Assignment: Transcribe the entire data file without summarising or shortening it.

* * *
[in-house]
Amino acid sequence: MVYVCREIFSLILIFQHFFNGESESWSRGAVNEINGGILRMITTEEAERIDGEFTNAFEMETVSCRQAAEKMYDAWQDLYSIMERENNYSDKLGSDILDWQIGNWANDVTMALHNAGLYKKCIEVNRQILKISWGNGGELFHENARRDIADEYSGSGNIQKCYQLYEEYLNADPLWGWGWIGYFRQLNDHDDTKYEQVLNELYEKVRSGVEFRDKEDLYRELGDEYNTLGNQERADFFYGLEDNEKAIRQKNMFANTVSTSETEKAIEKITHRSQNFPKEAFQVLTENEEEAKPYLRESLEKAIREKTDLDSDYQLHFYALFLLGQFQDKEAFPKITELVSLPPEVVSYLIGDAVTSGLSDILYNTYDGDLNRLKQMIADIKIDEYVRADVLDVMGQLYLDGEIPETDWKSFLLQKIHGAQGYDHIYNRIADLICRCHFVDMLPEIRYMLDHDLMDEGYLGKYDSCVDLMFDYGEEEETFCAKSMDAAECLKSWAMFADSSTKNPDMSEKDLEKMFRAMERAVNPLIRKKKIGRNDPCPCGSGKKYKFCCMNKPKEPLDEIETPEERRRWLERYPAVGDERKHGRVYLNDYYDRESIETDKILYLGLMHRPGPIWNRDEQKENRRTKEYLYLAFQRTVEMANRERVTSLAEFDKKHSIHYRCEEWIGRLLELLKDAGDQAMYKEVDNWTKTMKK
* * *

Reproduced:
[in-house]
Amino acid sequence: MVYVCREIFSLILIFQHFFNGESESWSRGAVNEINGGILRMITTEEAERIDGEFTNAFEMETVSCRQAAEKMYDAWQDLYSIMERENNYSDKLGSDILDWQIGNWANDVTMALHNAGLYKKCIEVNRQILKISWGNGGELFHENARRDIADEYSGSGNIQKCYQLYEEYLNADPLWGWGWIGYFRQLNDHDDTKYEQVLNELYEKVRSGVEFRDKEDLYRELGDEYNTLGNQERADFFYGLEDNEKAIRQKNMFANTVSTSETEKAIEKITHRSQNFPKEAFQVLTENEEEAKPYLRESLEKAIREKTDLDSDYQLHFYALFLLGQFQDKEAFPKITELVSLPPEVVSYLIGDAVTSGLSDILYNTYDGDLNRLKQMIADIKIDEYVRADVLDVMGQLYLDGEIPETDWKSFLLQKIHGAQGYDHIYNRIADLICRCHFVDMLPEIRYMLDHDLMDEGYLGKYDSCVDLMFDYGEEEETFCAKSMDAAECLKSWAMFADSSTKNPDMSEKDLEKMFRAMERAVNPLIRKKKIGRNDPCPCGSGKKYKFCCMNKPKEPLDEIETPEERRRWLERYPAVGDERKHGRVYLNDYYDRESIETDKILYLGLMHRPGPIWNRDEQKENRRTKEYLYLAFQRTVEMANRERVTSLAEFDKKHSIHYRCEEWIGRLLELLKDAGDQAMYKEVDNWTKTMKK